Previously, we covered the life and stories of the very famous onmyo-ji Abe no Seimei. Seimei became Onmyo-ji when he was in his 40s and his origins are quite a mystery. Many stories about Abe no Seimei talk about his oddly unnatural talent for the supernatural. What was it that made Abe so good at understanding otherworldly things? The only conclusion was that he couldn’t be completely human. In fact, one well-known piece of Japanese folklore from Osaka’s Senshu Region claims that Abe no Seimei mother was a kistune named Kuzu no Ha.
The Legend of Kuzuno Ha
Once upon a time, a man named Abe no Yasuna who was from in Abeno went to visit a shrine deep in the forests of Shinoda. On the way home, he saw a white fox being chased by a hunter in the forest. He decided to help the poor fox escape the hunters, but was injured in the process.
A few days later, a lady by the name of Kuzu no Ha [葛の葉] came to his house and took care of the injured Yasuna. In fact, Kuzu no Ha was the fox he had saved, disguised as a human. Later, the two fell in love and were married. Before long they had a son named Dojimaru.
When Dojimaru was five years old, he peeked in on his sleeping mother. Kuzu no Ha slept so comfortably that she let down her guard and turn back into a fox. Unfortunately, when Kuzu no Ha realized that Dojimaru had seen her true form, she could no longer stay with her human family. Before absconding, she wrote a poem on the door which read:
恋しくば 訪ねて来てみよ 和泉なる 信太の森の うらみ葛葉
“Koishikuba Tazunetekitemiyo Izuminaru Shinodanomorino Uramikuzunoha ”
“If you want, you can come to visit me, sad Kuzu no Ha, in the Shinoda forests of Izumi”
After she left, some say she turned to stone, longing for her her family, but others say that Yasuna and Dojimaru indeed went to the Shinoda forests to visit Kuzu no Ha. There, she then gave Dojimaru a magic stone. When Dojimaru grew up, he become the powerful onmyo-ji, Abe no Seimei, and used the stone his mother had given him to help save many lives.
The Forests of Shinoda
The legend of Kuzu no Ha became a very popular piece of Japanese folklore, and has been turned into bunraku, kabuki, opera and many more. The Shinoda forests of Izumi that Kuzu no Ha called home, were once very famously and beautiful. Even one of Japan’s most culturally important authors, Sei Shonagon, commented on their beauty. Sadly, as Izumi City continued to grow over the centuries many of the Shinoda the forests were cleared for urbanization.
It is impossible to know for certain exactly where “the forests of Shinoda” were. The strongest theory is that Hijiri Shrine and the forests that surround it are the home of Kuzu no Ha. The city of Izumi appears to endorse this theory and there is even a small Kuzu no Ha museum near Hijiri Shrine.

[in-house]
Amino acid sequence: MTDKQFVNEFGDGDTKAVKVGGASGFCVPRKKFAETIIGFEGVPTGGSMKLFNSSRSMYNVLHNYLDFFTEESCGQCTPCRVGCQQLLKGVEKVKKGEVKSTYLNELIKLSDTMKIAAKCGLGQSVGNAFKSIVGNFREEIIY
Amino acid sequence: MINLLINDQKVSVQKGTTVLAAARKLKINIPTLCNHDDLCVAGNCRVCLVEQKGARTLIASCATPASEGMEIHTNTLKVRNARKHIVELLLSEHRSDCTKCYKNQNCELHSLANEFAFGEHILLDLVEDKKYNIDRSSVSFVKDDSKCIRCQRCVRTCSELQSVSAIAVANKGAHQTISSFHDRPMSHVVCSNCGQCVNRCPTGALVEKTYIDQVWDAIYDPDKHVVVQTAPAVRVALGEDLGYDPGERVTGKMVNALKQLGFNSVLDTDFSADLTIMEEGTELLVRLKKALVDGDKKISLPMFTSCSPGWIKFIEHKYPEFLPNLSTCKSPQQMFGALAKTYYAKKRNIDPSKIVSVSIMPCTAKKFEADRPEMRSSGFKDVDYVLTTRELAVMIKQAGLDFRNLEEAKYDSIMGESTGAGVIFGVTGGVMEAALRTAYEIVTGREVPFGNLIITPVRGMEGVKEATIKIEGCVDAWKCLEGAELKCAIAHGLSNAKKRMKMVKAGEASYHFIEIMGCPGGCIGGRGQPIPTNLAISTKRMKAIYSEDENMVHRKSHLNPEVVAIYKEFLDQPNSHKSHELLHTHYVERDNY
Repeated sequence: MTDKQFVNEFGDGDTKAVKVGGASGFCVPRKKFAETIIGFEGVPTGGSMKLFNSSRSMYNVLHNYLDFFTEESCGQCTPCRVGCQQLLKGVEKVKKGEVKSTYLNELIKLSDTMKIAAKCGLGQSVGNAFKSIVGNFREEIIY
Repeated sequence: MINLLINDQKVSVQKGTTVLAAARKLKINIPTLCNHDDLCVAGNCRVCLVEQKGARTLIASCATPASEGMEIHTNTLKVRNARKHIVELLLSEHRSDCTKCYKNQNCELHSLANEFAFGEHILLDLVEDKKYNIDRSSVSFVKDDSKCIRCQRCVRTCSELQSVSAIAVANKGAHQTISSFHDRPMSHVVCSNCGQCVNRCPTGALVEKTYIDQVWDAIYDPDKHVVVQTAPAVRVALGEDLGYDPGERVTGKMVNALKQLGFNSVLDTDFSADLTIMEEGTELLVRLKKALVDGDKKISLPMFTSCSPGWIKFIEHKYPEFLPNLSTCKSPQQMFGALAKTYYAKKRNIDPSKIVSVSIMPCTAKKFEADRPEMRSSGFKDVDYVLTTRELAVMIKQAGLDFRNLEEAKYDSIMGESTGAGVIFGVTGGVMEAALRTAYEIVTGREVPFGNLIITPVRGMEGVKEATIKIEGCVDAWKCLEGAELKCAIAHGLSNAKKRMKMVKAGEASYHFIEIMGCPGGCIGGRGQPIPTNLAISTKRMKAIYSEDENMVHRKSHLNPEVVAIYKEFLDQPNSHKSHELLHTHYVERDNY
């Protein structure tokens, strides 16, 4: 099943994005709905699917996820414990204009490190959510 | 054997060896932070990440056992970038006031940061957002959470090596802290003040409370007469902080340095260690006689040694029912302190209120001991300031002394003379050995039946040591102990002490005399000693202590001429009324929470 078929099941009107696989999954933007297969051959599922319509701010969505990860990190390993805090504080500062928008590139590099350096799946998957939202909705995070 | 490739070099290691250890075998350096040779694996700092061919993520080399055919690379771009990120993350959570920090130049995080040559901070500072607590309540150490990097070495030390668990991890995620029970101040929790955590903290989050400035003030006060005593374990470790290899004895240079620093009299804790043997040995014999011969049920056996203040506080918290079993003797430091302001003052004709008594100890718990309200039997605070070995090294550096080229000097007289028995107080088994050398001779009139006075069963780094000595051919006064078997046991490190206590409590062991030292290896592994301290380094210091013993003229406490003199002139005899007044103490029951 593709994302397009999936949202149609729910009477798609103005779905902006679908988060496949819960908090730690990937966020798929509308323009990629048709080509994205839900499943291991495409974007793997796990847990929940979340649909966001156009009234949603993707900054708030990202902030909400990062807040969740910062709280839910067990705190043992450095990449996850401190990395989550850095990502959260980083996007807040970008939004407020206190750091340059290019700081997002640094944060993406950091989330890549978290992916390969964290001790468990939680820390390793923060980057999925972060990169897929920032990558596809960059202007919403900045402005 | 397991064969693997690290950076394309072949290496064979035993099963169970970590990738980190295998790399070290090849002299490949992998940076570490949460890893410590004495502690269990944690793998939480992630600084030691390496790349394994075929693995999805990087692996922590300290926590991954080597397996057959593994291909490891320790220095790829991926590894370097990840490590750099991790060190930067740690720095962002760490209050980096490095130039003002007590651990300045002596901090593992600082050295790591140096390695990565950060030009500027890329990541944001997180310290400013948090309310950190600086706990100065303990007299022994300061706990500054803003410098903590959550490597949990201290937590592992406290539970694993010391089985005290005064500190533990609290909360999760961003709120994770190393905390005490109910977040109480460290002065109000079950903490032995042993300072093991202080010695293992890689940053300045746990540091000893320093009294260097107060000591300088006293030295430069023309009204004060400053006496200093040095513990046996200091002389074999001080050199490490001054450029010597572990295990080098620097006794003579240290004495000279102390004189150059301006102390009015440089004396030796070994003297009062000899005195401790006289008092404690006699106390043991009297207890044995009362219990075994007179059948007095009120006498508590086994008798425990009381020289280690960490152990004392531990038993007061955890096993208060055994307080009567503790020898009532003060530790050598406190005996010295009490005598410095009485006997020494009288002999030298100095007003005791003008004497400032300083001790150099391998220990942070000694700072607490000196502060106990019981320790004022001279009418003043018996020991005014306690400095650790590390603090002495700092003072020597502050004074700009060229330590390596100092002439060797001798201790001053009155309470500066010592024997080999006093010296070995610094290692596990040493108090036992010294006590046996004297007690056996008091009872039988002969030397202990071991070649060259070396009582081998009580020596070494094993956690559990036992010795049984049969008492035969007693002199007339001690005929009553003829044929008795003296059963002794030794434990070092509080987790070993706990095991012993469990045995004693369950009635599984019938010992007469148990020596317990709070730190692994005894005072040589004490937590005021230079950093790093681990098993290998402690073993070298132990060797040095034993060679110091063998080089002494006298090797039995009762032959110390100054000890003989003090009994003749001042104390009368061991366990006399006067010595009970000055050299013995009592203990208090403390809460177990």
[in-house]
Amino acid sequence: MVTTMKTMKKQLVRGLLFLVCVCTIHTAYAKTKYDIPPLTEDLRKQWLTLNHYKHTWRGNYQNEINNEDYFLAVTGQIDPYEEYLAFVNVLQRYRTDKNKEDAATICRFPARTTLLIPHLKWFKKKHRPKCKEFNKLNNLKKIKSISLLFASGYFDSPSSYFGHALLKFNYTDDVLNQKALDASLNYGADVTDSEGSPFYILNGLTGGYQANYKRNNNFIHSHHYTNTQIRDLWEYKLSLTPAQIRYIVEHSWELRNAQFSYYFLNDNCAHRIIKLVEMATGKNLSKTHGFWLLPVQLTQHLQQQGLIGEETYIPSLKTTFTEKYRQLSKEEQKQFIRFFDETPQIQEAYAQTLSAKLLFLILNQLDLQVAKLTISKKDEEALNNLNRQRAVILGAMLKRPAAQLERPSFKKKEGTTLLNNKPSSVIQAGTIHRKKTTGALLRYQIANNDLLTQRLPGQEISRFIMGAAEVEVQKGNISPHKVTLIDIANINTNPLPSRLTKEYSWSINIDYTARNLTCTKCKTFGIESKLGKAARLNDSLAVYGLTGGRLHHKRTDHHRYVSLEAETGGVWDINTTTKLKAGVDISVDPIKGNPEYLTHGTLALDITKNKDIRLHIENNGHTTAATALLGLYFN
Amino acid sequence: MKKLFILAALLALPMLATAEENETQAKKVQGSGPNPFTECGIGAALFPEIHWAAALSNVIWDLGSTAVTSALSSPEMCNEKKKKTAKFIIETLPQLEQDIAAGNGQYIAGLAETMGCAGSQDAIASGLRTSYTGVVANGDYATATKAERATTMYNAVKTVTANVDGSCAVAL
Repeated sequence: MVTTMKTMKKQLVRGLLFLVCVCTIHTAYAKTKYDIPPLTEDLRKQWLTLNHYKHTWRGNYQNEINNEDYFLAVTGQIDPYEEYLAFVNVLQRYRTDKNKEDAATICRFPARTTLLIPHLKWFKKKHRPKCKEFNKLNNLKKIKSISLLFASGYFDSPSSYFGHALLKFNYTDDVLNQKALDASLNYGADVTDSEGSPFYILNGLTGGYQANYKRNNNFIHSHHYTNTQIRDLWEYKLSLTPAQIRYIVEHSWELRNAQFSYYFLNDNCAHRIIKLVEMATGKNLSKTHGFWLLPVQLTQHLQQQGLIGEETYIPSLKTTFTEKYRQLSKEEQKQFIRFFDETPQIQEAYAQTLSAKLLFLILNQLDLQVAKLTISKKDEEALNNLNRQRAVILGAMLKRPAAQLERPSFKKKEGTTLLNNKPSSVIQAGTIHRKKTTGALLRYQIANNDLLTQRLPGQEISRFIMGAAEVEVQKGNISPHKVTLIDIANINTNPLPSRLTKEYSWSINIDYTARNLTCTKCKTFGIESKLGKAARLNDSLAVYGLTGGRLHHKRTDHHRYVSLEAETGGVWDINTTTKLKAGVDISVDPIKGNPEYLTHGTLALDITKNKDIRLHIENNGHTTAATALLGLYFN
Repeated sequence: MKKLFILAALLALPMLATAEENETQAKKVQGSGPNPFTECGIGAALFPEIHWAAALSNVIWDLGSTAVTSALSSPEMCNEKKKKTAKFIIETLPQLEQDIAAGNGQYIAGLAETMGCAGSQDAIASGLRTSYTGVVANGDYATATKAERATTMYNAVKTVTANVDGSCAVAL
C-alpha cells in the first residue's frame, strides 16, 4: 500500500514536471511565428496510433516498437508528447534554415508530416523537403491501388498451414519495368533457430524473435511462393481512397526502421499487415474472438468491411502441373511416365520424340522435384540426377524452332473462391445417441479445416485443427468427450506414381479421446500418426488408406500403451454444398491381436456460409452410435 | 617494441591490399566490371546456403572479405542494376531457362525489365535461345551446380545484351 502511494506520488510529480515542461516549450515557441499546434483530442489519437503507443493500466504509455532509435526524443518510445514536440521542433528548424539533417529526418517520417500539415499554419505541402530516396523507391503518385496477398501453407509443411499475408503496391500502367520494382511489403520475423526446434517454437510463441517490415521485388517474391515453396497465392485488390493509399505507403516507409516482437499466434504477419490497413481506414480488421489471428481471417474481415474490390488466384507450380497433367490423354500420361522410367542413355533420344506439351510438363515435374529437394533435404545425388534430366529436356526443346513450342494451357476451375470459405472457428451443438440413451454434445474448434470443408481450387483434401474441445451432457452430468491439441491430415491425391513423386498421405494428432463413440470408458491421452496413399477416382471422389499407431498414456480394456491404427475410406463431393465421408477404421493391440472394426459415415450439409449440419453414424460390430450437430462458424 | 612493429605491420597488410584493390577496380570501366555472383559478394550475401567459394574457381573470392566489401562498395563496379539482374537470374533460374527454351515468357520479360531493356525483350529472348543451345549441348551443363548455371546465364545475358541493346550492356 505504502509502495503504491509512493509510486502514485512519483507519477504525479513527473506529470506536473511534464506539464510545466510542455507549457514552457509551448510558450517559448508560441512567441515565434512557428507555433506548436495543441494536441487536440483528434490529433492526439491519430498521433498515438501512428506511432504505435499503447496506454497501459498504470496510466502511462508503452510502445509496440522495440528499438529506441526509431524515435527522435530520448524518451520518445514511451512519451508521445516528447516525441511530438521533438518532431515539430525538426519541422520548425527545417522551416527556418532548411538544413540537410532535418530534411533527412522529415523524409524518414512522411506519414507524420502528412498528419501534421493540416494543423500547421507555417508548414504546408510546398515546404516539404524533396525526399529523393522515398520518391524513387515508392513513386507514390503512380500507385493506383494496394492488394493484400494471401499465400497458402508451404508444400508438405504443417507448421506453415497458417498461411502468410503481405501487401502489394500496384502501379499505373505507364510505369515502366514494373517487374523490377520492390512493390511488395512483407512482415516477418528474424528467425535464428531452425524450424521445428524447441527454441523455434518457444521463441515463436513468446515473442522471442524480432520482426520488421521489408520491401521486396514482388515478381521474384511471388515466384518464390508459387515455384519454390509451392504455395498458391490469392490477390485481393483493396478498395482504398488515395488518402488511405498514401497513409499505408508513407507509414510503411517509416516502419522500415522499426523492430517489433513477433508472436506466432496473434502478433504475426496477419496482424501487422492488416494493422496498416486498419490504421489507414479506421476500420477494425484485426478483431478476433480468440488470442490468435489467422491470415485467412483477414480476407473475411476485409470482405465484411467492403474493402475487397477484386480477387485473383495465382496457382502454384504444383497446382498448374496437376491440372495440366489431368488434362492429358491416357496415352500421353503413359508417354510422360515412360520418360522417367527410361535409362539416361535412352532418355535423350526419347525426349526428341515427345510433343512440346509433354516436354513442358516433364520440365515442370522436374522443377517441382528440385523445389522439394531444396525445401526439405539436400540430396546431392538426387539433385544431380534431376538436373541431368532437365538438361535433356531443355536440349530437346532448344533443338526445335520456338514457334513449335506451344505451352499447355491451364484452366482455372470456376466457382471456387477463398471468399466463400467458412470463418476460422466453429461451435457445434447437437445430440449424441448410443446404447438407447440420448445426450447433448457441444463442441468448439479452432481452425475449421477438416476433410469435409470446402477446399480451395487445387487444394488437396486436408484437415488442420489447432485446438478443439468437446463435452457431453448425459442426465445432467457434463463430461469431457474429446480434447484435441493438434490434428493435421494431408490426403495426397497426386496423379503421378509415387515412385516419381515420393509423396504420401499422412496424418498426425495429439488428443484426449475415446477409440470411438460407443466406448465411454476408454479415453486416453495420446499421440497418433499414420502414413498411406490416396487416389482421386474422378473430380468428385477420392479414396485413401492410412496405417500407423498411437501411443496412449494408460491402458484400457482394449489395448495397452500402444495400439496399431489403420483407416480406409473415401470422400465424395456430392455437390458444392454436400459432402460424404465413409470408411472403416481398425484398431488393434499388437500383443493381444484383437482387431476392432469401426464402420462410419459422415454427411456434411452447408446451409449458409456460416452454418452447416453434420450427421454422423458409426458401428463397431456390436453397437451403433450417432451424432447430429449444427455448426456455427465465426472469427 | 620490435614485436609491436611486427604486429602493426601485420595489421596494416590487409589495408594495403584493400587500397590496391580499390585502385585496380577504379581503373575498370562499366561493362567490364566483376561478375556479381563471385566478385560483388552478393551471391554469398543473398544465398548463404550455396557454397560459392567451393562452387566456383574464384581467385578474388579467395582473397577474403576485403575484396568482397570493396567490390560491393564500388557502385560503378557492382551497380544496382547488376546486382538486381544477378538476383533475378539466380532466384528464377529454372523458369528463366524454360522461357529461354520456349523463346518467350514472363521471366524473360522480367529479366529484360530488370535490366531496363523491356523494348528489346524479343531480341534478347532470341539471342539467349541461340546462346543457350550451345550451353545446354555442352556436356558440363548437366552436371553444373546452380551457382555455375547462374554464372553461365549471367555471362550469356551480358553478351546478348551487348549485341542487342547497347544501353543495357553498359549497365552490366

Hijiri Shrine [聖神社]
Hijiri Shrine enshrines Hijiriomikami and is one of the “Five Shrines of the Izumi Province”. The shrine also contains several buildings that are registered as culturally significant by the Japanese government. The people of the Izumi Province have long believed Hijiri Shrine to be a spiritual place. Add to the fact that the shrine was originally deep within the Shinoda forests, it makes sense that a kistune might be somewhere nearby.
*Expect an article from us on the Five Shrines of Izumi soon!
Getting to Hijiri Shrine
Hijiri Shrine is a walk 15 minutes from Kita-Shinoda Station of the JR Hanwa Line. Despite being close to a station, Hijiri Shrine isn’t that easy to find. Firstly, there are no boards to help you get to the shrine and secondly, the shrine is located in the middle of a residential area and is surrounded by trees. Be sure to check your maps before venturing out.
Near the Shinodamori Furusato Museum is a large red torii. This large torii is a good marker to keep an eye out for. Follow the road behind the torii you will find Hijiri Shrine at the end of it.
Don’t let the newly renovated haiden fool you, Hijiri Shrine is very old! Hijiri’s honden, which is the main part of the shrine, dates back to the early 17th century. The Japanese government declared the honden as culturally important because of its refined architecture, which has many characteristics of the late Azuchi-Momoyama Period.
In the back of the shrine grounds is a small “triple shrine”. This unusual design is coupled with architecture similar to Hijiri’s honden, meaning they were probably built around the same time. All three of these shrines are also labeled as culturally important by the government.
Shinodanomori Kuzo no ha Inari Shrine
Kuzu no Ha Inari Shrine was once surrounded by dense forests and also claims to be home of the kistune Kuzu no Ha. The shrine specifically enshrines The Legend of Kuzu no Ha and the god Inari.
Getting to Kuzu no Ha Inari Shrine
Even though it is also surrounded by houses, Kuzu no Ha Inari is very easy to access. Simply take the JR Hanwa Line to Kita-Shinoda and the shrine is only a few minutes from the station.
Kuzu no Ha first appeared around a very old large tree located in the center of the shrine.
After turning into a human, Kuzu no Ha checked her reflection in this well to make sure her disguise was complete.
There are also a many things in the shrine that commemorate the legend.
It may surprise some to learn that Osaka is the home of kistune udon! The piece of thin fried tofu that is the dish’s namesake is supposedly a favorite of kistune. Not only was kistune udon invented in Osaka, but it is colloquially referred to as “Shinoda udon”.
Stories and folklore are big part of any culture and The Legend of Kuzu no Ha is no exception. Even today the story of a man and a mysterious white fox remains popular through Japan. The countless interpretations of this story, and its connection to an equally mysterious historic figure leaves just enough to the imagination to always make it intriguing.
Coming next time,
Let’s stop for a coffee break at Marufuku Cofee
The adventure continues…